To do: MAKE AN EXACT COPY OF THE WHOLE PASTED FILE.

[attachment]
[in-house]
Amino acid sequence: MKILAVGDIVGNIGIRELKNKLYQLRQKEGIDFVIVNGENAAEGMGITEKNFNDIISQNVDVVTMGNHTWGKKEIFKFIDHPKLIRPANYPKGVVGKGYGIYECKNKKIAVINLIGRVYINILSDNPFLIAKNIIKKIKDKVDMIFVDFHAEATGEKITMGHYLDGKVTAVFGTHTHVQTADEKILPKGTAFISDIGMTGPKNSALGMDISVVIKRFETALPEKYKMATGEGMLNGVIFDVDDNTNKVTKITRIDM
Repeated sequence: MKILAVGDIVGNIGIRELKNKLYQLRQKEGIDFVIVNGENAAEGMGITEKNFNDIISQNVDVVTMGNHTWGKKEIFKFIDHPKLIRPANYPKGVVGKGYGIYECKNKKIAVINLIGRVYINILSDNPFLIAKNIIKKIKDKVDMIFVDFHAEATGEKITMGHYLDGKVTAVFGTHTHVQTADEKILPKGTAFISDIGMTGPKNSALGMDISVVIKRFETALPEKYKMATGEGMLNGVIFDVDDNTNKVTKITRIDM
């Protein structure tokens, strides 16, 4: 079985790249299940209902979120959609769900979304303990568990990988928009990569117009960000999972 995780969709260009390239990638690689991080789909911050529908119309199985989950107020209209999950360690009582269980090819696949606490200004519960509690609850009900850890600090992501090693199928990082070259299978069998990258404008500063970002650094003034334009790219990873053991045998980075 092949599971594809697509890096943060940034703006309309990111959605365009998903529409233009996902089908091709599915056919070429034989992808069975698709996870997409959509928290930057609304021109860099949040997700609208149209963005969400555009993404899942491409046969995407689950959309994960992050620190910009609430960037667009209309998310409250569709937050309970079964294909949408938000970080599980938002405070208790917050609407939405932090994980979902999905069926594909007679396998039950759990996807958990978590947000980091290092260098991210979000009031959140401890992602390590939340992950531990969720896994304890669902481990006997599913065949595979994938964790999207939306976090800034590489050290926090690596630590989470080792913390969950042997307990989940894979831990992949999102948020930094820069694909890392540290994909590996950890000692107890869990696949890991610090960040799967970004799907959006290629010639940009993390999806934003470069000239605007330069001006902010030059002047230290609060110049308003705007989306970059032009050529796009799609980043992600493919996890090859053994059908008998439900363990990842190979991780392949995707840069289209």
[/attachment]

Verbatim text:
[in-house]
Amino acid sequence: MKILAVGDIVGNIGIRELKNKLYQLRQKEGIDFVIVNGENAAEGMGITEKNFNDIISQNVDVVTMGNHTWGKKEIFKFIDHPKLIRPANYPKGVVGKGYGIYECKNKKIAVINLIGRVYINILSDNPFLIAKNIIKKIKDKVDMIFVDFHAEATGEKITMGHYLDGKVTAVFGTHTHVQTADEKILPKGTAFISDIGMTGPKNSALGMDISVVIKRFETALPEKYKMATGEGMLNGVIFDVDDNTNKVTKITRIDM
Repeated sequence: MKILAVGDIVGNIGIRELKNKLYQLRQKEGIDFVIVNGENAAEGMGITEKNFNDIISQNVDVVTMGNHTWGKKEIFKFIDHPKLIRPANYPKGVVGKGYGIYECKNKKIAVINLIGRVYINILSDNPFLIAKNIIKKIKDKVDMIFVDFHAEATGEKITMGHYLDGKVTAVFGTHTHVQTADEKILPKGTAFISDIGMTGPKNSALGMDISVVIKRFETALPEKYKMATGEGMLNGVIFDVDDNTNKVTKITRIDM
């Protein structure tokens, strides 16, 4: 079985790249299940209902979120959609769900979304303990568990990988928009990569117009960000999972 995780969709260009390239990638690689991080789909911050529908119309199985989950107020209209999950360690009582269980090819696949606490200004519960509690609850009900850890600090992501090693199928990082070259299978069998990258404008500063970002650094003034334009790219990873053991045998980075 092949599971594809697509890096943060940034703006309309990111959605365009998903529409233009996902089908091709599915056919070429034989992808069975698709996870997409959509928290930057609304021109860099949040997700609208149209963005969400555009993404899942491409046969995407689950959309994960992050620190910009609430960037667009209309998310409250569709937050309970079964294909949408938000970080599980938002405070208790917050609407939405932090994980979902999905069926594909007679396998039950759990996807958990978590947000980091290092260098991210979000009031959140401890992602390590939340992950531990969720896994304890669902481990006997599913065949595979994938964790999207939306976090800034590489050290926090690596630590989470080792913390969950042997307990989940894979831990992949999102948020930094820069694909890392540290994909590996950890000692107890869990696949890991610090960040799967970004799907959006290629010639940009993390999806934003470069000239605007330069001006902010030059002047230290609060110049308003705007989306970059032009050529796009799609980043992600493919996890090859053994059908008998439900363990990842190979991780392949995707840069289209």